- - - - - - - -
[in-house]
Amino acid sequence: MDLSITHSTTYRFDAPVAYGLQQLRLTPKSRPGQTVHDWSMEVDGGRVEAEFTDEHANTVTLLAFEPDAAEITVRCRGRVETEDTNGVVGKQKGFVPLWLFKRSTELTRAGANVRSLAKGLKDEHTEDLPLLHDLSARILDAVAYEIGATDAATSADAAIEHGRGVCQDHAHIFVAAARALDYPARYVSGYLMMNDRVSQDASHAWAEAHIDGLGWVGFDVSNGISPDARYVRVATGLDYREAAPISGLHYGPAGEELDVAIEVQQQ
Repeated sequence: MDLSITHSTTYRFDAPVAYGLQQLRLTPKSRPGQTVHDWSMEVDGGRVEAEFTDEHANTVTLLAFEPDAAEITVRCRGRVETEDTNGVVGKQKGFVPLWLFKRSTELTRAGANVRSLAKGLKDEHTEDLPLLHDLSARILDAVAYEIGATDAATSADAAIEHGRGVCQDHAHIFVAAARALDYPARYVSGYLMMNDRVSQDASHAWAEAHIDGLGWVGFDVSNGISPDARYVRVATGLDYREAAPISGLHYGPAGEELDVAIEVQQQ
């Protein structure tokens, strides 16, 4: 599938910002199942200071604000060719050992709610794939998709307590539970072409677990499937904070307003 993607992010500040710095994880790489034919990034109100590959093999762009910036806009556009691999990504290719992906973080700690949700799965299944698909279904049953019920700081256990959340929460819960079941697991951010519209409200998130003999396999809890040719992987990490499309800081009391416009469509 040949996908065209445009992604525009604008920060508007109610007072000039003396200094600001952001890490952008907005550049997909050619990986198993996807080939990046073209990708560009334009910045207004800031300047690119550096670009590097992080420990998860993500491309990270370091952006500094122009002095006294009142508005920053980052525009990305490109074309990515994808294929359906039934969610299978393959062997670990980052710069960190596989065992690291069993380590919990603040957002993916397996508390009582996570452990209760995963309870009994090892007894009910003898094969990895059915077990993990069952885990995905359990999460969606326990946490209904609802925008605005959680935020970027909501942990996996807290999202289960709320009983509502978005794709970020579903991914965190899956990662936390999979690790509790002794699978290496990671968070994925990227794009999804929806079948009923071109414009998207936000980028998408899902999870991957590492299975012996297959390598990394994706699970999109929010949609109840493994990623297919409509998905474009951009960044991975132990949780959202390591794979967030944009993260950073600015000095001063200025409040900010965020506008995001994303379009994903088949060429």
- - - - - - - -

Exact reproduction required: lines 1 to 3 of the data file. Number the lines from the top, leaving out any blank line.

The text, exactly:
[in-house]
Amino acid sequence: MDLSITHSTTYRFDAPVAYGLQQLRLTPKSRPGQTVHDWSMEVDGGRVEAEFTDEHANTVTLLAFEPDAAEITVRCRGRVETEDTNGVVGKQKGFVPLWLFKRSTELTRAGANVRSLAKGLKDEHTEDLPLLHDLSARILDAVAYEIGATDAATSADAAIEHGRGVCQDHAHIFVAAARALDYPARYVSGYLMMNDRVSQDASHAWAEAHIDGLGWVGFDVSNGISPDARYVRVATGLDYREAAPISGLHYGPAGEELDVAIEVQQQ
Repeated sequence: MDLSITHSTTYRFDAPVAYGLQQLRLTPKSRPGQTVHDWSMEVDGGRVEAEFTDEHANTVTLLAFEPDAAEITVRCRGRVETEDTNGVVGKQKGFVPLWLFKRSTELTRAGANVRSLAKGLKDEHTEDLPLLHDLSARILDAVAYEIGATDAATSADAAIEHGRGVCQDHAHIFVAAARALDYPARYVSGYLMMNDRVSQDASHAWAEAHIDGLGWVGFDVSNGISPDARYVRVATGLDYREAAPISGLHYGPAGEELDVAIEVQQQ